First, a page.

Thursday, September 08, 2011

I Hate The War

Clive Baldwin of Human Rights Watch weighs in on the findings in the inquiry into the death of Baha Mousa:

The name Baha Mousa has become the most famous in the history of abuses by the British army in Iraq. Thursday's publication of the report of the inquiry into his death in British custody in Basra in 2003 is a remarkable conclusion to the persistent efforts of his family and their representatives. The report's condemnation of the leadership, loss of discipline and moral failings of the 1st Battalion the Queen's Lancashire Regiment in Iraq and comprehensive recommendations on the banning of hooding and stress techniques are to be welcomed. But to prevent future cases, the British government needs to acknowledge the wider implications of Mousa's death, which the inquiry has only touched on.

Most important is acknowledging that this was not an isolated incident. Later this year another inquirywill begin to look into the alleged torture and killing of up to 20 people in British detention in May 2004. Last year, the lawyers for Mousa's family applied for a general public inquiry into the treatment of over 140 people in Iraq, offering detailed allegations of abuse. The government's response was to set up an "Iraq historic allegations team", but it has said that its report will not be ready until 2012 at the earliest.

The killing of Baha Mousa illustrates three key problems with military detention. First is the general lawlessness around detention by the British army. By denying that international human rights law applied to the British army, the then government authorised British forces to detain Iraqis when they wanted, for almost any reason, and for as long as they wanted. The government denied there was any requirement to bring all detainees in British custody before a judge, a critical step to ensure the legality of detention and avoid abuse.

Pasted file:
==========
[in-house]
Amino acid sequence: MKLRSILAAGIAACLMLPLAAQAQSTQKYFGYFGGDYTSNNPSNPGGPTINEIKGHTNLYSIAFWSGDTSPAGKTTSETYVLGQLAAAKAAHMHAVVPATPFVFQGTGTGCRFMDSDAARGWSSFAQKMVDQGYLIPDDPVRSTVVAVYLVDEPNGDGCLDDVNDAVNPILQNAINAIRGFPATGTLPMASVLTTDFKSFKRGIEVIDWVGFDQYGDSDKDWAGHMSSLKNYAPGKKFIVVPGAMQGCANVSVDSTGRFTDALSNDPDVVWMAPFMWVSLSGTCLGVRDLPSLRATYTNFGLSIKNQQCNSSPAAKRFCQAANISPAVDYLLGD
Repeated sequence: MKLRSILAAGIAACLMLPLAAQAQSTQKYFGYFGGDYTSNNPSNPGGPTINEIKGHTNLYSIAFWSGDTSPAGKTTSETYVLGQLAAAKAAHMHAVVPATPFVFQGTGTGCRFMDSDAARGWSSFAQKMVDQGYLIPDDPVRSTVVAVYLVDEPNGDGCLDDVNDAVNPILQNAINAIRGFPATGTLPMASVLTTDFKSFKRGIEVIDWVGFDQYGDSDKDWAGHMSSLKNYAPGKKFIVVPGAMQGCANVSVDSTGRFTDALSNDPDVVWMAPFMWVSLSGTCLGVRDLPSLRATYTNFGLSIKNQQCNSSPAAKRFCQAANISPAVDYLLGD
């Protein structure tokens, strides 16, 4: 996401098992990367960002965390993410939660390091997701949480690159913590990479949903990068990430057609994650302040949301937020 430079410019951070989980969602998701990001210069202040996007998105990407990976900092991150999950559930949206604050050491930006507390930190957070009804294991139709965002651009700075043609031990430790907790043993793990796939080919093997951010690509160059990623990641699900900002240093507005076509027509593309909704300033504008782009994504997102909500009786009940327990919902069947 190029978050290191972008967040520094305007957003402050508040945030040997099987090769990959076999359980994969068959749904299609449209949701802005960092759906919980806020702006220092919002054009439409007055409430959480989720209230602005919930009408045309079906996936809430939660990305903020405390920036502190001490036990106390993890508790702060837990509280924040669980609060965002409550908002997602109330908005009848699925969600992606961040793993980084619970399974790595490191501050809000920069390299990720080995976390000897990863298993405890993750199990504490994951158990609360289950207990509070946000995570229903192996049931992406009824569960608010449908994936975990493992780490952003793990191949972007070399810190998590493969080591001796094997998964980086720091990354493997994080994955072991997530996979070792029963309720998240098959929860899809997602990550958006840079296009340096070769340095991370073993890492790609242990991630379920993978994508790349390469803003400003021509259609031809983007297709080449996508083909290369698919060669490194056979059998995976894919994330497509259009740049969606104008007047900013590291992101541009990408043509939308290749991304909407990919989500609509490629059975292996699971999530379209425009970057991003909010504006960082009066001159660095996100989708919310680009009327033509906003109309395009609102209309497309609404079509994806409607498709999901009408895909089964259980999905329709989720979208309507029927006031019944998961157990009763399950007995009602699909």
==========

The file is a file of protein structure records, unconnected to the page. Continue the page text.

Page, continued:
The white wash makes it very unlikely that justice will be provided for anyone. The New York Times write up is a jubilant chorus of praise. How does that happen?

Oh, right John F. Burns. Shame 'media critic' Greg Mitchell didn't know enough to call out Burns when weighing in on the paper's Iraq coverage. Steve Bell more accurately captures it in his cartoon. As does this segment of The World (Australia's ABC).

An accurate report would have to take the actions in Basra and chase them up the chain of command. The findings of the inquiry did not do that.

Much to the relief of many, I'm sure.

But if you want accountability you have to do more than point the finger at the ones carrying out the orders, you also have to name the ones who gave the orders.

And if, in all that testimony, you honestly couldn't find the others giving orders, then you just charge the chain of command with dereliction of duty since this was an ongoing problem. If the chain of command was truly not giving the orders, they should have caught what was going on. So it's either participation in War Crimes or it's dereliction of duty.

The findings gently overstep that reality and others.

It's over, I'm done writing songs about love
There's a war going on
So I'm holding my gun with a strap and a glove
And I'm writing a song about war
And it goes
Na na na na na na na
I hate the war
Na na na na na na na
I hate the war
Na na na na na na na
I hate the war
Oh oh oh oh
-- "I Hate The War" (written by Greg Goldberg, on The Ballet's Mattachine!)

Two Thursdays ago, ICCC's number of US troops killed in Iraq since the start of the illegal war was 4477. Tonight it is [PDF format warning] 4477.

The e-mail address for this site is